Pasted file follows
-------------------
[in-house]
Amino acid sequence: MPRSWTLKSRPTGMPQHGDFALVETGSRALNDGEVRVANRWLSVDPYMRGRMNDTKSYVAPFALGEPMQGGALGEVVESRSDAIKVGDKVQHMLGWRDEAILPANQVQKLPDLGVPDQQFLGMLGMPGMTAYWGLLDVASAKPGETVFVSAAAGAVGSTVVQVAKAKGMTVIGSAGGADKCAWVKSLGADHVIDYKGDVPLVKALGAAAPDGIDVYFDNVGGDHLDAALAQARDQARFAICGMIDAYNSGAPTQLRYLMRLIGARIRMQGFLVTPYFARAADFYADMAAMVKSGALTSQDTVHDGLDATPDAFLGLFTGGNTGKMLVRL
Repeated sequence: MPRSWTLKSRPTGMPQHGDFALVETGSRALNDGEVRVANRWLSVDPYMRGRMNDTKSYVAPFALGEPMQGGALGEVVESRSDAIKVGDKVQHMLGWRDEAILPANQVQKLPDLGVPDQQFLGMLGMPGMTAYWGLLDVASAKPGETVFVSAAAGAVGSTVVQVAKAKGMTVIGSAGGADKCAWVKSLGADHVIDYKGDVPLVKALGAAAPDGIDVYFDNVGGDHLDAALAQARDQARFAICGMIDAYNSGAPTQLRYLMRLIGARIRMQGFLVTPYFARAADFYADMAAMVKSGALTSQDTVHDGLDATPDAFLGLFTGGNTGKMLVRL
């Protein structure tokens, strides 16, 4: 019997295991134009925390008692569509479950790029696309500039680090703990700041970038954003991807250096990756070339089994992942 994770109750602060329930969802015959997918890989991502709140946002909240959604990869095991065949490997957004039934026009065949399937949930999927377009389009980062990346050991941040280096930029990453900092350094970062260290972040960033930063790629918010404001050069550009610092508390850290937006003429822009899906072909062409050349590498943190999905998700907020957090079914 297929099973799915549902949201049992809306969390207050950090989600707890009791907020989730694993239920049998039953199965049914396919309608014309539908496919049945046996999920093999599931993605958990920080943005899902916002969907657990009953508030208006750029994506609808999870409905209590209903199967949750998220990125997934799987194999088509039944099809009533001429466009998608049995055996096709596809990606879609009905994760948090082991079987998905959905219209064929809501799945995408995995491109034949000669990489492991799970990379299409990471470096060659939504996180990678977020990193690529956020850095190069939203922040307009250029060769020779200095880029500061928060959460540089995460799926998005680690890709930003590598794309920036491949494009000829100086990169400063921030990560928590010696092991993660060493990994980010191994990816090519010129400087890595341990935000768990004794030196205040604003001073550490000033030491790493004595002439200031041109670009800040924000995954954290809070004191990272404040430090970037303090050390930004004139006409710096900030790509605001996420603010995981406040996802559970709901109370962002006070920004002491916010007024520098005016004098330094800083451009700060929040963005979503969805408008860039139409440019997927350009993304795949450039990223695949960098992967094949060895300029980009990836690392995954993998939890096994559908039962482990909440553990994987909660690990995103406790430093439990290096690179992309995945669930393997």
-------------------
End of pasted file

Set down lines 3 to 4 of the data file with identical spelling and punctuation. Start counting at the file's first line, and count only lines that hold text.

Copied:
Repeated sequence: MPRSWTLKSRPTGMPQHGDFALVETGSRALNDGEVRVANRWLSVDPYMRGRMNDTKSYVAPFALGEPMQGGALGEVVESRSDAIKVGDKVQHMLGWRDEAILPANQVQKLPDLGVPDQQFLGMLGMPGMTAYWGLLDVASAKPGETVFVSAAAGAVGSTVVQVAKAKGMTVIGSAGGADKCAWVKSLGADHVIDYKGDVPLVKALGAAAPDGIDVYFDNVGGDHLDAALAQARDQARFAICGMIDAYNSGAPTQLRYLMRLIGARIRMQGFLVTPYFARAADFYADMAAMVKSGALTSQDTVHDGLDATPDAFLGLFTGGNTGKMLVRL
């Protein structure tokens, strides 16, 4: 019997295991134009925390008692569509479950790029696309500039680090703990700041970038954003991807250096990756070339089994992942 994770109750602060329930969802015959997918890989991502709140946002909240959604990869095991065949490997957004039934026009065949399937949930999927377009389009980062990346050991941040280096930029990453900092350094970062260290972040960033930063790629918010404001050069550009610092508390850290937006003429822009899906072909062409050349590498943190999905998700907020957090079914 297929099973799915549902949201049992809306969390207050950090989600707890009791907020989730694993239920049998039953199965049914396919309608014309539908496919049945046996999920093999599931993605958990920080943005899902916002969907657990009953508030208006750029994506609808999870409905209590209903199967949750998220990125997934799987194999088509039944099809009533001429466009998608049995055996096709596809990606879609009905994760948090082991079987998905959905219209064929809501799945995408995995491109034949000669990489492991799970990379299409990471470096060659939504996180990678977020990193690529956020850095190069939203922040307009250029060769020779200095880029500061928060959460540089995460799926998005680690890709930003590598794309920036491949494009000829100086990169400063921030990560928590010696092991993660060493990994980010191994990816090519010129400087890595341990935000768990004794030196205040604003001073550490000033030491790493004595002439200031041109670009800040924000995954954290809070004191990272404040430090970037303090050390930004004139006409710096900030790509605001996420603010995981406040996802559970709901109370962002006070920004002491916010007024520098005016004098330094800083451009700060929040963005979503969805408008860039139409440019997927350009993304795949450039990223695949960098992967094949060895300029980009990836690392995954993998939890096994559908039962482990909440553990994987909660690990995103406790430093439990290096690179992309995945669930393997």